A split into two listed companies should help the troubled Atos back on its feet. The IT group brings together its infrastructure activities in the Tech Foundation (TFCo) unit, which will operate under the trade name Atos. The data and application activities, including high-performance computing, come under the SpinCo device and are given the trade name Evidian. The separation, the division of current shares into TFCo and SpinCo shares, should be completed in the second half of 2023. Remarkable: for the new CEO Rodolphe Belmer, who was appointed earlier this year, there is no place in it. new constellation; he’s leaving.
CEO Rodolphe Belmer announced the split this morning at a press and analyst meeting. He explained that the French IT group expects to create more focus and freedom of movement with this, so that both branches can develop better separately. ‘We are active in two markets: the data- and application-driven market and that of infrastructure. It is two different markets with different dynamics that are better off with separate strategies and capital structures, also in the longer term for the shareholders. ‘
The division of the group makes his position as general manager superfluous. Belmer will remain in office until September 30.
The data and application activities will be part of the spin-off Evidian (note: this was the name of Bull’s division of management and security solutions, which was acquired by Atos in 2014). It covers digital transformation services and the public cloud, application development and administration, IT security and big data and IoT applications. Philippe Oliva will be the director of SpinCo / Evidian. Evidian has a turnover of 4.9 billion euros and is expected to grow by about five percent this year. The focus is on intensive collaboration with the hyperscales and large software companies.
But according to CEO Belmer, these types of activities, which are at the higher end of the IT spectrum (operating margin 2021: 7.8 percent), are being held back in their growth by the old infrastructure activities at Atos. Its turnover fell by twelve percent in 2021 to 5.4 billion euros with a loss-making operating margin of 1.1 percent. The IT company has to deal with loss-making contracts and countries with difficult market conditions.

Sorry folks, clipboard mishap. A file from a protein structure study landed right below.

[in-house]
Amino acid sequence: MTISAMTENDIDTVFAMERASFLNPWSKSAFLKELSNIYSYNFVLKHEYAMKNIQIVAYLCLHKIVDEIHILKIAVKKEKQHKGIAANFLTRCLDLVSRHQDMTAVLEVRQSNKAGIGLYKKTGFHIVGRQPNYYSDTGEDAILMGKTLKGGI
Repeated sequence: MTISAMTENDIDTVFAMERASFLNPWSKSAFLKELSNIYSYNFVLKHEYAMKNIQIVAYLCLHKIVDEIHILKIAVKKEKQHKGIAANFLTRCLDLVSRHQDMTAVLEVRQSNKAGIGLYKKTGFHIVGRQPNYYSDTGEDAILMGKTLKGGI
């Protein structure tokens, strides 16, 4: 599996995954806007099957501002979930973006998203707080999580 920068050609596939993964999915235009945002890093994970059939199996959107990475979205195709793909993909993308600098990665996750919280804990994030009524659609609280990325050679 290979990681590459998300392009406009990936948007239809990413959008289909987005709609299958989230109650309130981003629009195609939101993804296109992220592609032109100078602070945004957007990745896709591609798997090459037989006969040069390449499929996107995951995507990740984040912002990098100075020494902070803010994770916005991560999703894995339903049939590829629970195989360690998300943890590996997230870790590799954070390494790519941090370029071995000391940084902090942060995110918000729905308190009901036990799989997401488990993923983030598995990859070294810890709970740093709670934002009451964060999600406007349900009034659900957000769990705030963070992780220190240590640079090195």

Belmer: ‘The infrastructure market is a mature market where growth is slowing down. That does not mean there are no opportunities. Organizations are still moving from their own infrastructure to the cloud. There is a stable demand for consulting, implementation, managed services and services around the digital workplace. The new There is definitely room for a profitable business, and that’s where we want to be with Atos in 2026 with our data center and infrastructure services, hybrid cloud computing and workplace services. ‘
The CEO also points to a few other negative factors that the company suffers from, such as inflation, lack of IT specialists and the ‘war on talent’ (which also includes higher costs), lack of spare parts for HPC and the difficult. integration of American Syntel, acquired in 2018. »We also suffer from so-called ‘pure play competitors’ in the market, competitors who specialize in one activity. Due to the split, both Atos and Evidian will soon be able to fight more sharply. ‘
The company will earmark 1.5 billion euros over the next five years for the reorganization and division of Atos. 0.4 billion of this is intended to be invested in SpinCo (Evidian); 1.1 billion has been set aside. to restructure TFCo (Atos). This involves cleaning up the product portfolio, cost reductions and divestments of non-core activities. The latter was to provide seven hundred million euros. TFCo will be led by Nourdine Bihmane.
Ultimately, the transformation of the company should result in an increase in revenue for Evidian to seven billion by 2026 and an increase in the operating margin to twelve percent. For Atos, the starting point is a return to a stable situation in 2025, only to see revenue grow again a year later with an operating margin of five percent or more. The CEO also predicts revenue growth for 2002 of between -0.5 and 1.5 percent.
Earlier this year, Atos announced a restructuring that simplified its organizational structure. But the group is now going a step further with the split, a decision based in part on a plan by the McKinsey consulting firm. According to analysts, there is a good chance that spin-off Evidian will eventually be bought back by competitors like Thales or Orange.